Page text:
Contributor: Jeet Morparia
Online dating is big business. In 2012, 40 million people visited or used an online dating site in the United States. According to some statistics, the online dating industry is worth over $1 billion dollars. Others say it is worth over $3 billion globally. The fact is that online dating is a lucrative industry, so it should come as no surprise that it is also on the radar for cybercriminals.
Figure 1. Downloader.Ponik spam campaign world map
One of the most recent malicious spam campaigns we encountered used online dating as its lure. While broad in scope, targeting users around the world, this campaign was largely focused on users in the United States, the United Kingdom, and Australia.
Figure 2. Sample Downloader.Ponik dating spam email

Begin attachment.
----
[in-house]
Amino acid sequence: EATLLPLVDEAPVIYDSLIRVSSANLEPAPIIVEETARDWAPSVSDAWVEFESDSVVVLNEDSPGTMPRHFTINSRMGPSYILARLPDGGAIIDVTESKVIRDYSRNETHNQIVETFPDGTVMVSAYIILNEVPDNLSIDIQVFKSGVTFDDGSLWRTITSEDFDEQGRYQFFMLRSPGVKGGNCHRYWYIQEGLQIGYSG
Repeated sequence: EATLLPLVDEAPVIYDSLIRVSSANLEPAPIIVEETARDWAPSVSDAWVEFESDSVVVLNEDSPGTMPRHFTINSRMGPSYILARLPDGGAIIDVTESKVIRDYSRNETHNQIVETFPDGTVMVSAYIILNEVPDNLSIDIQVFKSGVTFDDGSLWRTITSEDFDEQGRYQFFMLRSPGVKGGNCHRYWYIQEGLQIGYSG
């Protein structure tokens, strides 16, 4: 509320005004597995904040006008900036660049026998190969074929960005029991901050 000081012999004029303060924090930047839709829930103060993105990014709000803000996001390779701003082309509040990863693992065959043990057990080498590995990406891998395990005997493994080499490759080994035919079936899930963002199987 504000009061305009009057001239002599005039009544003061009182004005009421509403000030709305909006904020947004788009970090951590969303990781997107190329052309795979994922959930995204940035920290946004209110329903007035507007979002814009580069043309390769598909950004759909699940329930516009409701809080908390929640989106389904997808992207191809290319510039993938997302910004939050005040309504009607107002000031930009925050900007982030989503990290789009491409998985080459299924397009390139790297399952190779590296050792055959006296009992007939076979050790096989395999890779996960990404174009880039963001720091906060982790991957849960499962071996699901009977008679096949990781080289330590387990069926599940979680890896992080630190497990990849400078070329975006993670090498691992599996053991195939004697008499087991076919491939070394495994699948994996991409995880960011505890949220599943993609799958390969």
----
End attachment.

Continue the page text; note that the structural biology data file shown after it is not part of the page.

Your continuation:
The email messages used in the campaign claims to be from someone named “Kat” with varying subject lines:
- It’s a pleasure to meet you here
- Write me again, ok? I really need your advice
- How are you today? What are you doing now?
- You dont know me, so Im here to fix it!
- Hey how are you?
- Hello there!
- Im glad to see you!
- How do you do?
The body of the message is identical in each email:
Hello from Kat. I got some information about you from a=dating site. I found out that you are looking for a woman for LTR. I’m expec= to find a perfect match. Also I wish to exchange photos with you and may=e try to know you better. I will be waiting for your reply with impatience.
It is interesting to note that the emails claim that they obtained information on the target through an online dating site.
Attached to each message is a file named photo.zip, which contains a threat that we detect as Downloader.Ponik. Downloader.Ponik is known for bringing some baggage with it. This particular version of Downloader.Ponik downloads the following malware:
As always, be careful when opening attachments in emails from unknown sources. I think it is safe to say that this is one long-term relationship you don’t want to get involved in.